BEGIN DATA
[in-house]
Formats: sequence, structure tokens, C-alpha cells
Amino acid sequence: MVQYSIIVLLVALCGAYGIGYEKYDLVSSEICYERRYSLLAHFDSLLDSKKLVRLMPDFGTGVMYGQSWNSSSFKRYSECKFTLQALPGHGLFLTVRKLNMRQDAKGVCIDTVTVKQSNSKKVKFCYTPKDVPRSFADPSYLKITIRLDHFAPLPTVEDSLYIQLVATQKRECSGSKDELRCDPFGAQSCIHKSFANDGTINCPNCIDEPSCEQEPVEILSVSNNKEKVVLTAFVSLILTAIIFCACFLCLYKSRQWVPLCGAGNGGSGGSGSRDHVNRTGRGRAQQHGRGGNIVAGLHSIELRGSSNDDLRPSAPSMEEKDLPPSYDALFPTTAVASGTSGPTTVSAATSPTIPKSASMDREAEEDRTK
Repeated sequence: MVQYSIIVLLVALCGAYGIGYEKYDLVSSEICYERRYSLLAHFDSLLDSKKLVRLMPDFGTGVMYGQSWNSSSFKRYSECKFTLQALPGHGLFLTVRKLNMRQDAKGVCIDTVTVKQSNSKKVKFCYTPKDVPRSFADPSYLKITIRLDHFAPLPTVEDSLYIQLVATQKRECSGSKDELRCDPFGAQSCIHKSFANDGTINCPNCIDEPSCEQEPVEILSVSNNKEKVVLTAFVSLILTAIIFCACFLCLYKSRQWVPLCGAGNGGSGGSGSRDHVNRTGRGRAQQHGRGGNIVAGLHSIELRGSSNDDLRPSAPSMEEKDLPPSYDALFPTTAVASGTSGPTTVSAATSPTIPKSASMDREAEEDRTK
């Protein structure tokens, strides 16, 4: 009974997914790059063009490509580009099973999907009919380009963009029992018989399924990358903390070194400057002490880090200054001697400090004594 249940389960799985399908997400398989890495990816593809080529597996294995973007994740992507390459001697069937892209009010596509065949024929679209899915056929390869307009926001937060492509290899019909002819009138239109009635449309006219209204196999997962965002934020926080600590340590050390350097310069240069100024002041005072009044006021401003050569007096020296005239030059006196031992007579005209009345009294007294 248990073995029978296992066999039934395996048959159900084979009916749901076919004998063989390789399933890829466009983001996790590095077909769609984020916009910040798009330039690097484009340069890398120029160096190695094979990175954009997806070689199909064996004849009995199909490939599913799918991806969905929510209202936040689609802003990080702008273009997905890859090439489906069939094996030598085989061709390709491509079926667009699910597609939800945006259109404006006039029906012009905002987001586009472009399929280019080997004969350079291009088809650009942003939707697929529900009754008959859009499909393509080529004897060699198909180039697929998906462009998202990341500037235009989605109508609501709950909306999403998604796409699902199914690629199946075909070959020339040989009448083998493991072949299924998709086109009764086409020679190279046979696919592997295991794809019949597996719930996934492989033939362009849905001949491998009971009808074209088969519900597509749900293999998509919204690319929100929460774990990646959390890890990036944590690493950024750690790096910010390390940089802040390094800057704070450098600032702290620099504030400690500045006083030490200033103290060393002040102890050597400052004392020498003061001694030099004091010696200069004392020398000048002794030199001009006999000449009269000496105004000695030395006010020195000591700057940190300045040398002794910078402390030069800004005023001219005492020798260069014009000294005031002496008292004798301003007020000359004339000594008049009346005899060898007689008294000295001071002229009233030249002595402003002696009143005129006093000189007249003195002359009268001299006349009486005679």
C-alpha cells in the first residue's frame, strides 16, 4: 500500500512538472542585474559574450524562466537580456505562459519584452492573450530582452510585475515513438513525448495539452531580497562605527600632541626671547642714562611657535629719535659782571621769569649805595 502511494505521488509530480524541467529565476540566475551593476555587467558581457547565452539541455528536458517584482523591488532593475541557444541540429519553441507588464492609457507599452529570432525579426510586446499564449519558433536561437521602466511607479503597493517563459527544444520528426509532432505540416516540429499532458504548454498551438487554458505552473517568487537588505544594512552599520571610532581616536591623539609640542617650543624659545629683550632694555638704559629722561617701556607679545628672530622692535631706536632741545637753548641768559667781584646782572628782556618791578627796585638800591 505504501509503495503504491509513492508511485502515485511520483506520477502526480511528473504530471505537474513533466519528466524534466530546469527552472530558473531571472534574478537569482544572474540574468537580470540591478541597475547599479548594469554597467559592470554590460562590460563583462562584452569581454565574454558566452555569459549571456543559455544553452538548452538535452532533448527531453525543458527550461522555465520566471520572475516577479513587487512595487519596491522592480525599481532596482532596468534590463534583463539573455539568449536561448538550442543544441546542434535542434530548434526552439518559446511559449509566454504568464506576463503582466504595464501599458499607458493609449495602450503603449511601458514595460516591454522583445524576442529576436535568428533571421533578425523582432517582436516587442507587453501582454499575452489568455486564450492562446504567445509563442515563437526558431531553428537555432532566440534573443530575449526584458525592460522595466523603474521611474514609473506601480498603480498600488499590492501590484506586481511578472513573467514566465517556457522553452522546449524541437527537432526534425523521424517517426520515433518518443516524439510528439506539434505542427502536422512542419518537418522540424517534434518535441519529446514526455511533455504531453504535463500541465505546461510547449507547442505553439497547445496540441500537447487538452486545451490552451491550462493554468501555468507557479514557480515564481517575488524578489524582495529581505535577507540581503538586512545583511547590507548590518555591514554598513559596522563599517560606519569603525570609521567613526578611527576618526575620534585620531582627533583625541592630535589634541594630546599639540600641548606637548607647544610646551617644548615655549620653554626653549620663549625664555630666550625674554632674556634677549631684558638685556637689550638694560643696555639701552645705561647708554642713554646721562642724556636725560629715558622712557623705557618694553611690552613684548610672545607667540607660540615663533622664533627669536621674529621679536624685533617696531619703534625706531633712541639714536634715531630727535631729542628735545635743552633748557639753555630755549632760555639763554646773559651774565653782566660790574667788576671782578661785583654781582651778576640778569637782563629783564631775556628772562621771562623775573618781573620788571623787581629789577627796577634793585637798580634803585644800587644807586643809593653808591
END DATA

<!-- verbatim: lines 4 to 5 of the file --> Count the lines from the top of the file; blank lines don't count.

Repeated sequence: MVQYSIIVLLVALCGAYGIGYEKYDLVSSEICYERRYSLLAHFDSLLDSKKLVRLMPDFGTGVMYGQSWNSSSFKRYSECKFTLQALPGHGLFLTVRKLNMRQDAKGVCIDTVTVKQSNSKKVKFCYTPKDVPRSFADPSYLKITIRLDHFAPLPTVEDSLYIQLVATQKRECSGSKDELRCDPFGAQSCIHKSFANDGTINCPNCIDEPSCEQEPVEILSVSNNKEKVVLTAFVSLILTAIIFCACFLCLYKSRQWVPLCGAGNGGSGGSGSRDHVNRTGRGRAQQHGRGGNIVAGLHSIELRGSSNDDLRPSAPSMEEKDLPPSYDALFPTTAVASGTSGPTTVSAATSPTIPKSASMDREAEEDRTK
């Protein structure tokens, strides 16, 4: 009974997914790059063009490509580009099973999907009919380009963009029992018989399924990358903390070194400057002490880090200054001697400090004594 249940389960799985399908997400398989890495990816593809080529597996294995973007994740992507390459001697069937892209009010596509065949024929679209899915056929390869307009926001937060492509290899019909002819009138239109009635449309006219209204196999997962965002934020926080600590340590050390350097310069240069100024002041005072009044006021401003050569007096020296005239030059006196031992007579005209009345009294007294 248990073995029978296992066999039934395996048959159900084979009916749901076919004998063989390789399933890829466009983001996790590095077909769609984020916009910040798009330039690097484009340069890398120029160096190695094979990175954009997806070689199909064996004849009995199909490939599913799918991806969905929510209202936040689609802003990080702008273009997905890859090439489906069939094996030598085989061709390709491509079926667009699910597609939800945006259109404006006039029906012009905002987001586009472009399929280019080997004969350079291009088809650009942003939707697929529900009754008959859009499909393509080529004897060699198909180039697929998906462009998202990341500037235009989605109508609501709950909306999403998604796409699902199914690629199946075909070959020339040989009448083998493991072949299924998709086109009764086409020679190279046979696919592997295991794809019949597996719930996934492989033939362009849905001949491998009971009808074209088969519900597509749900293999998509919204690319929100929460774990990646959390890890990036944590690493950024750690790096910010390390940089802040390094800057704070450098600032702290620099504030400690500045006083030490200033103290060393002040102890050597400052004392020498003061001694030099004091010696200069004392020398000048002794030199001009006999000449009269000496105004000695030395006010020195000591700057940190300045040398002794910078402390030069800004005023001219005492020798260069014009000294005031002496008292004798301003007020000359004339000594008049009346005899060898007689008294000295001071002229009233030249002595402003002696009143005129006093000189007249003195002359009268001299006349009486005679």